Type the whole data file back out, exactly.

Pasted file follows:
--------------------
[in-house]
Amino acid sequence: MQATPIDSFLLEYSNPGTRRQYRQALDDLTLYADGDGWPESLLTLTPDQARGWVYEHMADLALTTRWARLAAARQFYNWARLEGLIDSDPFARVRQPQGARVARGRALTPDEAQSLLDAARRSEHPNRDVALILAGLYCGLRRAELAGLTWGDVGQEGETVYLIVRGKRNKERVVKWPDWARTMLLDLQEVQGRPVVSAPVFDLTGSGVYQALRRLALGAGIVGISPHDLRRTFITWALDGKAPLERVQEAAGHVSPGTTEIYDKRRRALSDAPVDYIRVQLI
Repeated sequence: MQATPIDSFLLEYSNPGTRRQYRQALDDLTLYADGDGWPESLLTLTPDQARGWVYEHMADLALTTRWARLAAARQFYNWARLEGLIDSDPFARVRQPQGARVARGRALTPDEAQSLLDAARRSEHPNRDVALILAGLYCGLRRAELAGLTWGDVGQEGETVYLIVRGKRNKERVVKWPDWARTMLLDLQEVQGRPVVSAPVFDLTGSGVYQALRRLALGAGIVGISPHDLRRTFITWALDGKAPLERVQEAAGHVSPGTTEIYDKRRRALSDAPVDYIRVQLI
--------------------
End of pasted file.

[in-house]
Amino acid sequence: MQATPIDSFLLEYSNPGTRRQYRQALDDLTLYADGDGWPESLLTLTPDQARGWVYEHMADLALTTRWARLAAARQFYNWARLEGLIDSDPFARVRQPQGARVARGRALTPDEAQSLLDAARRSEHPNRDVALILAGLYCGLRRAELAGLTWGDVGQEGETVYLIVRGKRNKERVVKWPDWARTMLLDLQEVQGRPVVSAPVFDLTGSGVYQALRRLALGAGIVGISPHDLRRTFITWALDGKAPLERVQEAAGHVSPGTTEIYDKRRRALSDAPVDYIRVQLI
Repeated sequence: MQATPIDSFLLEYSNPGTRRQYRQALDDLTLYADGDGWPESLLTLTPDQARGWVYEHMADLALTTRWARLAAARQFYNWARLEGLIDSDPFARVRQPQGARVARGRALTPDEAQSLLDAARRSEHPNRDVALILAGLYCGLRRAELAGLTWGDVGQEGETVYLIVRGKRNKERVVKWPDWARTMLLDLQEVQGRPVVSAPVFDLTGSGVYQALRRLALGAGIVGISPHDLRRTFITWALDGKAPLERVQEAAGHVSPGTTEIYDKRRRALSDAPVDYIRVQLI